"This rollicking romance entrapped me! True in its detail and its scope, it is amusing yet heart-breaking." --Ian McKellen
Perfect for fans of Fredrik Backman and TJ Klune, this humorous, life-affirming, and charmingly wise novel tells the story of how the forced retirement of a shy, closeted postman in northern England creates a second chance with his lost love, as he learns to embrace his true self, connect with his community, and finally experience his life's great adventure...
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Every day, Albert Entwistle makes his way through the streets of his small English town, delivering letters and parcels and returning greetings with a quick wave and a "how do?" Everyone on his route knows Albert, or thinks they do--a man of quiet routines, content to live alone with his cat, Gracie.
Three months before his sixty-fifth birthday, Albert receives a letter from the Royal Mail thanking him for decades of service and stating that he is being forced into retirement. At once, Albert's simple life unravels. Without the work that fills his days, what will he do? He has no friends, family, or hobbies--just a past he never speaks of, and a lost love that fills him with regret. And so, rather than continue his lonely existence, Albert forms a brave plan to start truly living, to be honest about who he is . . . and to find George, the man with whom he spent one perfect spring and summer long ago.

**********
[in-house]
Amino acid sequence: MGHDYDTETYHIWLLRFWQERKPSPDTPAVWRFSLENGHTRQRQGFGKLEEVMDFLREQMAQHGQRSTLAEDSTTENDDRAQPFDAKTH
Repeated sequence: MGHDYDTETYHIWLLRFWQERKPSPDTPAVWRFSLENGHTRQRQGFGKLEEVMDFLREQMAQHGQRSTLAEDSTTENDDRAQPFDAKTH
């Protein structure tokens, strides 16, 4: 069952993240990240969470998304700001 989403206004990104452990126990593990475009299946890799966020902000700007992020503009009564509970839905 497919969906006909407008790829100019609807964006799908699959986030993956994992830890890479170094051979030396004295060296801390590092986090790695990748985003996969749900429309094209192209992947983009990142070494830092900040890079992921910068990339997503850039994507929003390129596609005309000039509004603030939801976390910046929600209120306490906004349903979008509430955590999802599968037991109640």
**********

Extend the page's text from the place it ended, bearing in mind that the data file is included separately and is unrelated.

One painful yet exhilarating step at a time, Albert begins searching for George and revealing his story to those around him. As he does, something extraordinary happens. Albert finds unlikely allies, new friends, and the courage to help others--even as he seeks the happiness he's always denied himself.
Beautifully written, funny, and wise, The Secret Life of Albert Entwistle
is a book to fall in love with and to be inspired by, one that proves it is never too late to live, to hope, and to love. A Note from Matt Cain, the author of The Secret Life of Albert Entwistle "One of the things that inspired me to write this novel was all the joy I felt at seeing gay men like myself being embraced by British society. I think you'd be hard-pushed to find any other minority community in the UK that was as hated, feared and vilified as gay men were fifty years ago and is now as widely celebrated and loved. Acceptance of gay men has become a touchstone of British values within less than a decade, something that even the most optimistic commentators couldn't have predicted. I wanted to write a book that would celebrate this. And I sincerely hope The Secret Life of Albert Entwistle makes its readers feel good about themselves and the part they've played in bringing about this extraordinary social shift."